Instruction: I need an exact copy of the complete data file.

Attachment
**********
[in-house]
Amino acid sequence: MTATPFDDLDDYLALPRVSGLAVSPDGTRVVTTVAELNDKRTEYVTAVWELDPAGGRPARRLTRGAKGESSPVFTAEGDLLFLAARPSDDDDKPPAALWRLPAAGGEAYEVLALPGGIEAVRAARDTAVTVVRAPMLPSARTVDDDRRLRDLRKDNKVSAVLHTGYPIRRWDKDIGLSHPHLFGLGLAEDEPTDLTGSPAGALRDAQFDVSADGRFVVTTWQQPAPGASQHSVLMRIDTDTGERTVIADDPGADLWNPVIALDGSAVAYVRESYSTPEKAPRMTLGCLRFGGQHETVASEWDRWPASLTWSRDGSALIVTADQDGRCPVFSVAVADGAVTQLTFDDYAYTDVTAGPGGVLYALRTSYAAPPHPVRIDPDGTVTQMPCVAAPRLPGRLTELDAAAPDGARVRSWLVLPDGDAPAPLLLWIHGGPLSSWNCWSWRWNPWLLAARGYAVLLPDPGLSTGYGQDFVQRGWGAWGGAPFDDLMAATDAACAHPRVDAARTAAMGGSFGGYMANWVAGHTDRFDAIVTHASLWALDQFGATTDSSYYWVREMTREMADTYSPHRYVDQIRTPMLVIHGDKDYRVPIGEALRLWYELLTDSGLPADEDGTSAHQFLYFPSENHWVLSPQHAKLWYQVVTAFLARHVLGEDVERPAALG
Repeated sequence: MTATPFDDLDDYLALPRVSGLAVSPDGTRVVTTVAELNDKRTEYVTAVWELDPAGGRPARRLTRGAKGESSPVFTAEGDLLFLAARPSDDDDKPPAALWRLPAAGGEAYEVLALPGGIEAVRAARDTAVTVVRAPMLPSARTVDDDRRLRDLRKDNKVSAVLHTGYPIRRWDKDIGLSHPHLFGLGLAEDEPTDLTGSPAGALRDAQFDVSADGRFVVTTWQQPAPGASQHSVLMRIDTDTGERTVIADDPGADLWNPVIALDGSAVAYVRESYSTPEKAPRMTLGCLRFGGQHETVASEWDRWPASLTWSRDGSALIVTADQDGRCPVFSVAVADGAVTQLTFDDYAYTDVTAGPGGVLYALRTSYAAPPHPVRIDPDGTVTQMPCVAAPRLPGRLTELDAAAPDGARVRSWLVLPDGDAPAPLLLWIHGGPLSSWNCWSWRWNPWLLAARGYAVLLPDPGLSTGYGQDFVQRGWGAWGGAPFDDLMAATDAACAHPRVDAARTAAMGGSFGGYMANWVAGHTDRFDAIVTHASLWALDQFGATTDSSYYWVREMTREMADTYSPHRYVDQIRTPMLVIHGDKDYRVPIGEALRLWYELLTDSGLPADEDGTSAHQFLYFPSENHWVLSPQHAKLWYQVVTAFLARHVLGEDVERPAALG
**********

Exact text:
[in-house]
Amino acid sequence: MTATPFDDLDDYLALPRVSGLAVSPDGTRVVTTVAELNDKRTEYVTAVWELDPAGGRPARRLTRGAKGESSPVFTAEGDLLFLAARPSDDDDKPPAALWRLPAAGGEAYEVLALPGGIEAVRAARDTAVTVVRAPMLPSARTVDDDRRLRDLRKDNKVSAVLHTGYPIRRWDKDIGLSHPHLFGLGLAEDEPTDLTGSPAGALRDAQFDVSADGRFVVTTWQQPAPGASQHSVLMRIDTDTGERTVIADDPGADLWNPVIALDGSAVAYVRESYSTPEKAPRMTLGCLRFGGQHETVASEWDRWPASLTWSRDGSALIVTADQDGRCPVFSVAVADGAVTQLTFDDYAYTDVTAGPGGVLYALRTSYAAPPHPVRIDPDGTVTQMPCVAAPRLPGRLTELDAAAPDGARVRSWLVLPDGDAPAPLLLWIHGGPLSSWNCWSWRWNPWLLAARGYAVLLPDPGLSTGYGQDFVQRGWGAWGGAPFDDLMAATDAACAHPRVDAARTAAMGGSFGGYMANWVAGHTDRFDAIVTHASLWALDQFGATTDSSYYWVREMTREMADTYSPHRYVDQIRTPMLVIHGDKDYRVPIGEALRLWYELLTDSGLPADEDGTSAHQFLYFPSENHWVLSPQHAKLWYQVVTAFLARHVLGEDVERPAALG
Repeated sequence: MTATPFDDLDDYLALPRVSGLAVSPDGTRVVTTVAELNDKRTEYVTAVWELDPAGGRPARRLTRGAKGESSPVFTAEGDLLFLAARPSDDDDKPPAALWRLPAAGGEAYEVLALPGGIEAVRAARDTAVTVVRAPMLPSARTVDDDRRLRDLRKDNKVSAVLHTGYPIRRWDKDIGLSHPHLFGLGLAEDEPTDLTGSPAGALRDAQFDVSADGRFVVTTWQQPAPGASQHSVLMRIDTDTGERTVIADDPGADLWNPVIALDGSAVAYVRESYSTPEKAPRMTLGCLRFGGQHETVASEWDRWPASLTWSRDGSALIVTADQDGRCPVFSVAVADGAVTQLTFDDYAYTDVTAGPGGVLYALRTSYAAPPHPVRIDPDGTVTQMPCVAAPRLPGRLTELDAAAPDGARVRSWLVLPDGDAPAPLLLWIHGGPLSSWNCWSWRWNPWLLAARGYAVLLPDPGLSTGYGQDFVQRGWGAWGGAPFDDLMAATDAACAHPRVDAARTAAMGGSFGGYMANWVAGHTDRFDAIVTHASLWALDQFGATTDSSYYWVREMTREMADTYSPHRYVDQIRTPMLVIHGDKDYRVPIGEALRLWYELLTDSGLPADEDGTSAHQFLYFPSENHWVLSPQHAKLWYQVVTAFLARHVLGEDVERPAALG